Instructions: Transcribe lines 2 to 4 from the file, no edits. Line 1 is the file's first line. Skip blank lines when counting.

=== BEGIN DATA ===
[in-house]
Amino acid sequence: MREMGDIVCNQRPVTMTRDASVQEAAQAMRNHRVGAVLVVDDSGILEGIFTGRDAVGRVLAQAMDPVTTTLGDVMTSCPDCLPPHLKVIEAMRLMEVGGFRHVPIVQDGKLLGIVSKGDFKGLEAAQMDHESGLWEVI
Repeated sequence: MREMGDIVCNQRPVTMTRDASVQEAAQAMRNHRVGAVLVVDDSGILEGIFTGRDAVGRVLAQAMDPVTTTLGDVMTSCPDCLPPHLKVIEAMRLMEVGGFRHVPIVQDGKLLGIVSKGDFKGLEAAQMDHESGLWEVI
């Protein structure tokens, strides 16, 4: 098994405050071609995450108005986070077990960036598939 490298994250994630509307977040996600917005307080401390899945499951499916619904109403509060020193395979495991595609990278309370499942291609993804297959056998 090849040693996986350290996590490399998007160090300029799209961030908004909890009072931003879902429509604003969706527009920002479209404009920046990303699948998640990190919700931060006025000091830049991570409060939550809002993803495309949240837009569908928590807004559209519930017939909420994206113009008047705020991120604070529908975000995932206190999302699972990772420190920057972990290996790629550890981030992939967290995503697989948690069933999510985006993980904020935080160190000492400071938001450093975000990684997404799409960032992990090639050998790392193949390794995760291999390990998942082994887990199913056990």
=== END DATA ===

Amino acid sequence: MREMGDIVCNQRPVTMTRDASVQEAAQAMRNHRVGAVLVVDDSGILEGIFTGRDAVGRVLAQAMDPVTTTLGDVMTSCPDCLPPHLKVIEAMRLMEVGGFRHVPIVQDGKLLGIVSKGDFKGLEAAQMDHESGLWEVI
Repeated sequence: MREMGDIVCNQRPVTMTRDASVQEAAQAMRNHRVGAVLVVDDSGILEGIFTGRDAVGRVLAQAMDPVTTTLGDVMTSCPDCLPPHLKVIEAMRLMEVGGFRHVPIVQDGKLLGIVSKGDFKGLEAAQMDHESGLWEVI
């Protein structure tokens, strides 16, 4: 098994405050071609995450108005986070077990960036598939 490298994250994630509307977040996600917005307080401390899945499951499916619904109403509060020193395979495991595609990278309370499942291609993804297959056998 090849040693996986350290996590490399998007160090300029799209961030908004909890009072931003879902429509604003969706527009920002479209404009920046990303699948998640990190919700931060006025000091830049991570409060939550809002993803495309949240837009569908928590807004559209519930017939909420994206113009008047705020991120604070529908975000995932206190999302699972990772420190920057972990290996790629550890981030992939967290995503697989948690069933999510985006993980904020935080160190000492400071938001450093975000990684997404799409960032992990090639050998790392193949390794995760291999390990998942082994887990199913056990």